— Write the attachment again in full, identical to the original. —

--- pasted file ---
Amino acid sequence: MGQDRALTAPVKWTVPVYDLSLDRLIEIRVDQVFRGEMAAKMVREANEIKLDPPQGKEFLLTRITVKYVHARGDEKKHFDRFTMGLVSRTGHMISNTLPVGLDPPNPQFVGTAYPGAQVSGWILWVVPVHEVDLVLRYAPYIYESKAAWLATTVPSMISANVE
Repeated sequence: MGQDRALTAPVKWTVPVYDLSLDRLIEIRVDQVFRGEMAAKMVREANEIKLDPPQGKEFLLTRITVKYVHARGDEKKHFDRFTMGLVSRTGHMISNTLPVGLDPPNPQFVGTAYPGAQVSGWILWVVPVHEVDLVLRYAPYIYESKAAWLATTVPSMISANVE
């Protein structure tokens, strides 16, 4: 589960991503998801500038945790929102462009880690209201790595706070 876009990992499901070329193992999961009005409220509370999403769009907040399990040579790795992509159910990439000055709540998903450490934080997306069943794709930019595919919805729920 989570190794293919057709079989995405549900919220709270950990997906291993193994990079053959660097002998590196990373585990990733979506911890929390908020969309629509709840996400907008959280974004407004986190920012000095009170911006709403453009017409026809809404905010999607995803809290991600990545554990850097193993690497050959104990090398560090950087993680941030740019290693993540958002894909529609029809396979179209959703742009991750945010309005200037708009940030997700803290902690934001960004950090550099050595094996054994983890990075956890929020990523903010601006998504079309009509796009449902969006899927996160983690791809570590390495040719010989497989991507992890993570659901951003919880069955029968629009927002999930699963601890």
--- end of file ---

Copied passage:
Amino acid sequence: MGQDRALTAPVKWTVPVYDLSLDRLIEIRVDQVFRGEMAAKMVREANEIKLDPPQGKEFLLTRITVKYVHARGDEKKHFDRFTMGLVSRTGHMISNTLPVGLDPPNPQFVGTAYPGAQVSGWILWVVPVHEVDLVLRYAPYIYESKAAWLATTVPSMISANVE
Repeated sequence: MGQDRALTAPVKWTVPVYDLSLDRLIEIRVDQVFRGEMAAKMVREANEIKLDPPQGKEFLLTRITVKYVHARGDEKKHFDRFTMGLVSRTGHMISNTLPVGLDPPNPQFVGTAYPGAQVSGWILWVVPVHEVDLVLRYAPYIYESKAAWLATTVPSMISANVE
């Protein structure tokens, strides 16, 4: 589960991503998801500038945790929102462009880690209201790595706070 876009990992499901070329193992999961009005409220509370999403769009907040399990040579790795992509159910990439000055709540998903450490934080997306069943794709930019595919919805729920 989570190794293919057709079989995405549900919220709270950990997906291993193994990079053959660097002998590196990373585990990733979506911890929390908020969309629509709840996400907008959280974004407004986190920012000095009170911006709403453009017409026809809404905010999607995803809290991600990545554990850097193993690497050959104990090398560090950087993680941030740019290693993540958002894909529609029809396979179209959703742009991750945010309005200037708009940030997700803290902690934001960004950090550099050595094996054994983890990075956890929020990523903010601006998504079309009509796009449902969006899927996160983690791809570590390495040719010989497989991507992890993570659901951003919880069955029968629009927002999930699963601890």